Oh, that final verse!

Drive down the road on December 26 and beyond, and you’ll see a bunch of denuded Christmas trees kicked to the curb because their owners think Christmas is now over. They may have sung Christmas songs at their house, but they haven’t listened to the final verse.

And that final verse is vital. Take, for instance, one of my favorite Christmas songs: “Would I Were Nigh”:*

This is my favorite kind of Christmas carol: gentle, tender, and spare, with enough details to make the scene human, but also eliciting a sense of wonder.

You can see on the sheet music that the choir director wanted the singers to perform the first verse, to skip verses 3-5 for brevity, and to end with the final verse. And that final verse is there for a reason.

The first five verses express a subjunctive longing to have been present at the actual birth of Our Lord – to see “the oxen lie beside Him” – to watch Joseph keep “a watchful eye for danger” while the baby sleeps — to see the shepherds “lend ragged coats to hide Him.”

But the final verse is even more reflective: “Would I were there . . .” he says, “Yet everywhere, I too can beg His blessing; Then go my way, by night or day, safe through a world distressing.” And that one thought deftly rescues the entire song from any hint of fantasy or sentimentalism: we don’t have to daydream or wish, because no matter who, where, or when we are, the scene is real. The Incarnation of our Lord is present to us. The luminous child lights the way through every era.

I haven’t thrown out our Christmas tree. Our decorations are still up, and we’re still lighting our Advent wreath throughout the Octave of Christmas, singing Christmas songs instead of Advent ones. We’re still feasting, still pressing ourselves to treat each other with extra care and tenderness, because Christmas isn’t over. And yet I woke up in the middle of the night in distress, feeling like I missed the mark this year. Our Christmas was too busy, too secular, too focused on externals and not enough on the Christ Child. Somehow, I hadn’t seen Christmas through to its end.

Well, of course I hadn’t.

Just as with the folks who toss out their trees on December 26th, I make a mistake if I pin all my hopes for peace and joy and love on Christmas day, or really on any single day. If I do make this mistake, it’s because I haven’t listened to the song all the way through. I’m leaving off the final verse, and that one is vital.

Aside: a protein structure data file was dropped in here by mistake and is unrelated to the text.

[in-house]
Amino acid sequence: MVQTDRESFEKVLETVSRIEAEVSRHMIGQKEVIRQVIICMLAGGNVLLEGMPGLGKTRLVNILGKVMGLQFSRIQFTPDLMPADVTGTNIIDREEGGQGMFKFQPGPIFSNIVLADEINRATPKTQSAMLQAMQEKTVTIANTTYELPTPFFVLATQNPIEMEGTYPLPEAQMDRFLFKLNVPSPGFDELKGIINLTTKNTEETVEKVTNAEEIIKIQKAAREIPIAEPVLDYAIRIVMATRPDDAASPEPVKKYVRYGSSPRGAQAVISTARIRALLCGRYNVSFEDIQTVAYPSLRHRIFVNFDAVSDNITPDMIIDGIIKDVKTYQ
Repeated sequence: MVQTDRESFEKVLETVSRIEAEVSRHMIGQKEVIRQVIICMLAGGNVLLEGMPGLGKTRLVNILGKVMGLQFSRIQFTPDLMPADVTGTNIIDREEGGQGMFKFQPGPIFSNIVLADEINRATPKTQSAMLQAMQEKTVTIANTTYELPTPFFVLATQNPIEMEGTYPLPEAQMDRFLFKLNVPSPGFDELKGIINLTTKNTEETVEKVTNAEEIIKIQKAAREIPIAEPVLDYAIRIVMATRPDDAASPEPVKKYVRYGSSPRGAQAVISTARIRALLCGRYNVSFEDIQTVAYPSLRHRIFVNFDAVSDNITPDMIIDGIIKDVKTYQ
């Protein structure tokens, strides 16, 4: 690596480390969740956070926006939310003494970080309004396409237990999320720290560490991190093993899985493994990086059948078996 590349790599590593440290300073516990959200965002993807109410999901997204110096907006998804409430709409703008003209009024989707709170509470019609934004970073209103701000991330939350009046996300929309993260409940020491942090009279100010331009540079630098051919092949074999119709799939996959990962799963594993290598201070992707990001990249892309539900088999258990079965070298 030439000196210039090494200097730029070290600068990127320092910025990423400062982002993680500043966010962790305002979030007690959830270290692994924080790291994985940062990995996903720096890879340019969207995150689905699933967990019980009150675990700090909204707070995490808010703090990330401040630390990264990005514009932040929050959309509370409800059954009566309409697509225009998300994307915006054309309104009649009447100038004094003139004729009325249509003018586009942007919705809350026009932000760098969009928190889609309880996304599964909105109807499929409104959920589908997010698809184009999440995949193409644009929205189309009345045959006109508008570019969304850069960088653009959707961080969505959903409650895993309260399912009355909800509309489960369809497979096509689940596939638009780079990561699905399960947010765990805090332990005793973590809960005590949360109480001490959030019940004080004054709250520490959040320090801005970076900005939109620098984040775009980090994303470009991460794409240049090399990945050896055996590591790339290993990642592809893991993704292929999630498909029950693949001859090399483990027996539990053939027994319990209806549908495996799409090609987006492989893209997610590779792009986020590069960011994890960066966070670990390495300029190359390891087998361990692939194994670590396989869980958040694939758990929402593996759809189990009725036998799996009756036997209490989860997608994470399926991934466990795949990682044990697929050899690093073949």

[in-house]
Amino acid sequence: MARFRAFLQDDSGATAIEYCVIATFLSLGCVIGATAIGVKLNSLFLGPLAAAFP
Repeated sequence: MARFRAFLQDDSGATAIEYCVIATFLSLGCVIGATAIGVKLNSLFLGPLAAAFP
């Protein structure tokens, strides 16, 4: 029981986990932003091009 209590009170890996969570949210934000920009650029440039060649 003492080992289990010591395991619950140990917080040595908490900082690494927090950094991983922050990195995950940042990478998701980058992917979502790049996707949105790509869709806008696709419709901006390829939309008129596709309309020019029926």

The final verse, not only in the song but in anything that God is trying to tell us, says: “This story, your story, doesn’t end with death.” If we’re not getting everything we need in this world, if we don’t feel satisfied, if we feel adrift and alone and incomplete, if we feel that we’re always missing the mark, that’s because we haven’t gotten to the end of the song yet. We haven’t yet gotten to the final verse, which rescues all the others from fantasy.

The most accurate “final verse” we can sing is the one the Church teaches us: We wait in joyful hope, and that includes joyful hope for our own salvation through Christ’s efforts, not through our own. Don’t skip that verse.

The light of the Christ child is not meant be contained in a single day. It stretches from that night in Bethlehem to our present day, and it also stretches out ahead of us, into the future, as we wait for Him to come again and set all things right, in our own lives and in the “world distressing.”

So if this season feels all too distressing to you – if you are alone, or if you are suffering, or if bad memories seep through and make this time of year awful, or even if we ourselves are the cause of that distress — remember that we’re all still in that subjunctive phase.

There’s nothing wrong with us if we feel incomplete. We are incomplete. The final verse is yet to come. Oh, that final verse! It’s worth waiting for.

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*from An Irish Carol Book (McLaughlin and Reilly) compiled by Fr. John Fennelly, arranged by Fr. Fennelley and  J. Gerald Phillips, my sister’s choir director in college. I can’t find a recording anywhere, so here is the music (thanks to Sam Schmitt for hunting down and sharing the sheet music!)